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4 tips to navigate the nontraditional media

By Marjorie Comer

Knowing how to cooperate with nontraditional media can be very useful for your company.

With today’s ever-changing landscape of technology, the shuttering of brick-and-mortar businesses and media outlets popping up or leaving the industry, many believe that print media is dead and, along with it, public relations. However, PR is far from dead.

While PR is still alive and kicking, the fact is that traditional PR doesn’t work anymore. And today, there are far too many PR professionals using traditional media relations tactics to gain media coverage for their clients. PR is evolving and many PR pros are dragging their feet to the changes rather than embracing them. Learning to navigate outside the old media relations tactics can be frustrating. Here are four tips you can use to update your game and delight your clients.  

  1. Consider all options.
    PR professionals sometimes get stuck in the traditional media hole – often because their clients want the coveted New York Times or Wall Street Journal interviews. As a PR professional, it’s important to educate your clients about looking at all media outlets and channels available to them – including blogs and podcasts.
  1. Take advantage of accommodating outlets.
    Many nontraditional (sometimes smaller) media outlets will often make accommodations to ensure your client feels comfortable in order to gain an interview. Research and create relationships with those outlets and reporters.
  1. Form lasting relationships.
    Because reporters are inundated with pitches, relationships matter today more than ever. Offer insight from your client that may tie into national topics that journalists want to write about. Connect with reporters on social media, find ways to engage with them and do your research before blindly pitching to them. Become a trusted source for reporters and media outlets. You never know what good can come from it.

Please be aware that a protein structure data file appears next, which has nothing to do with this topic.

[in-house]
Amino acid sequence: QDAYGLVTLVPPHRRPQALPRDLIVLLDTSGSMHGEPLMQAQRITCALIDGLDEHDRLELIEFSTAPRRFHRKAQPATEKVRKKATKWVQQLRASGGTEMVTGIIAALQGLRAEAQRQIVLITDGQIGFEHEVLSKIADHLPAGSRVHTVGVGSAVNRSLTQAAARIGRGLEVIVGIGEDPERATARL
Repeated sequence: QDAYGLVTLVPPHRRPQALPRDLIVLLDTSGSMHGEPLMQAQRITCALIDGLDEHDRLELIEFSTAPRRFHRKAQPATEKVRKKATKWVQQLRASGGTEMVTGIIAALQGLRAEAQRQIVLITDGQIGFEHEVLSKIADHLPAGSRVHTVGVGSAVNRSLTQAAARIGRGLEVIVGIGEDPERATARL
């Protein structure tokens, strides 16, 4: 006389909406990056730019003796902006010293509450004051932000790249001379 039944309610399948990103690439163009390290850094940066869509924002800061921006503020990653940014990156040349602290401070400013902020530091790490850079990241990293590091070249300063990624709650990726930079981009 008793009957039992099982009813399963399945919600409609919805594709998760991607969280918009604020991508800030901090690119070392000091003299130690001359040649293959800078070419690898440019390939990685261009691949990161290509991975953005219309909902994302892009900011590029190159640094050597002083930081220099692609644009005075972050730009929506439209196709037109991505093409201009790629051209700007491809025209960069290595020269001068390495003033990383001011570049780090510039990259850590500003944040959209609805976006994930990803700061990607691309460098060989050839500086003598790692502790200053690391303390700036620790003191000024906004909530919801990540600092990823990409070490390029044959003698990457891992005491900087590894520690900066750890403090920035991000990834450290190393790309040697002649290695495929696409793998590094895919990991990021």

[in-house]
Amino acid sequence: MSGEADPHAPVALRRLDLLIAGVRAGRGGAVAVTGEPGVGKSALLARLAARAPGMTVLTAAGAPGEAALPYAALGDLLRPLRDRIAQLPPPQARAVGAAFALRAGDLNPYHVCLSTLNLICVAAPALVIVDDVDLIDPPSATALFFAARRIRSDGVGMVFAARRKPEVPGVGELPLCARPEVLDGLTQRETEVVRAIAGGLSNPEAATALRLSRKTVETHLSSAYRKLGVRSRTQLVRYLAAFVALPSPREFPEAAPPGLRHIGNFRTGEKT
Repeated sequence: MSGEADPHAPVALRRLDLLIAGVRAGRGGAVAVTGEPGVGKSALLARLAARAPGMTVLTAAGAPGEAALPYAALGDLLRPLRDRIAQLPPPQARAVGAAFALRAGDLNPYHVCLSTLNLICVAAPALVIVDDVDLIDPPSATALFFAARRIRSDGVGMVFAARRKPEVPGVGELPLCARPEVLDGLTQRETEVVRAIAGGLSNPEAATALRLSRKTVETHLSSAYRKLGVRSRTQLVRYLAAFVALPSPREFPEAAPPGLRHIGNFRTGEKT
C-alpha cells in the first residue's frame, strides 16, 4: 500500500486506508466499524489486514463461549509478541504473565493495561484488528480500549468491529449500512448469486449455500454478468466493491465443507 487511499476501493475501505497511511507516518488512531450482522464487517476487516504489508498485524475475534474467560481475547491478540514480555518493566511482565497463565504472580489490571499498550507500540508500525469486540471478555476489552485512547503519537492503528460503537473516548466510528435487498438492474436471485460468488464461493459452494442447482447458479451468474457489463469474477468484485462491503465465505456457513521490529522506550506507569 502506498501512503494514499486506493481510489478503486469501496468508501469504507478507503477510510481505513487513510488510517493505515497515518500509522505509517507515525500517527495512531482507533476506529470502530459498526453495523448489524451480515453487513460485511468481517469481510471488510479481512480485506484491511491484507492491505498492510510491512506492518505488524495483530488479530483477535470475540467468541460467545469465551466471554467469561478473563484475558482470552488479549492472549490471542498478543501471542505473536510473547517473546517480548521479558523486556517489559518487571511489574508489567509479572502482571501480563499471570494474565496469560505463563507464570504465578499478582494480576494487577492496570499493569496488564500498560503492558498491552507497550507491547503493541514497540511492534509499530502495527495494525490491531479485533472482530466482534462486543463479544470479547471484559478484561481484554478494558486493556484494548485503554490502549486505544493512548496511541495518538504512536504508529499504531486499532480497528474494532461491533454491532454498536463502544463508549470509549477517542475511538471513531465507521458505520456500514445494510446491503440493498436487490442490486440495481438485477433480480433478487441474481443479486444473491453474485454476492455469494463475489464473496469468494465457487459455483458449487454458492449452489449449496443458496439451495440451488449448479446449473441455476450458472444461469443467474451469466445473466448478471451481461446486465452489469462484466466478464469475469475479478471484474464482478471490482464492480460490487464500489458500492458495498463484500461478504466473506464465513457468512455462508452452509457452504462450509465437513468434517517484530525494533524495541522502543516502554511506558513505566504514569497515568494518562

1. Share.
    Share your client’s media coverage with others. If they participated in a podcast or radio interview, pull quotes and share a link to the interview with digital-only outlets in their vertical. This ends up being a half-written article for the reporter (or blogger), and, it adds credibility because it’s not simply based on your client’s owned content. And, the podcast site is thrilled you’re promoting it. From there, the post gets shared and repurposed on even more sites. Sometimes traditional media takes notice and writes an article too!

If you’re a PR client, it’s critical to understand the changes happening in media relations. A top mistake companies make with their PR partnerships is being unwilling to participate in interviews with smaller media outlets or smaller roles with bigger outlets. These four tips can help you maximize your return on your PR investment and increase your brand awareness.

Despite what some may think, PR isn’t dead. It’s flourishing as more and more nontraditional media outlets gain exposure and move up the ranks. Don’t be afraid to change with the times. Check out Axia Public Relations’ e-book Learn Media Relations from the Media to hear it straight from the mouths of members of the media.

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marjorie-comer-axia-pr.jpgMarjorie Comer is an award-winning PR professional. She graduated from Rockhurst University with a Bachelor of Arts in communication and loves to cheer for her hometown Kansas City Royals. Marjorie has worked for Axia Public Relations since October 2011. Follow her on Twitter @Marjorie_Comer. Learn more about Marjorie Comer.



Featured image credit: 123rf.com

Topics: media relations, public relations

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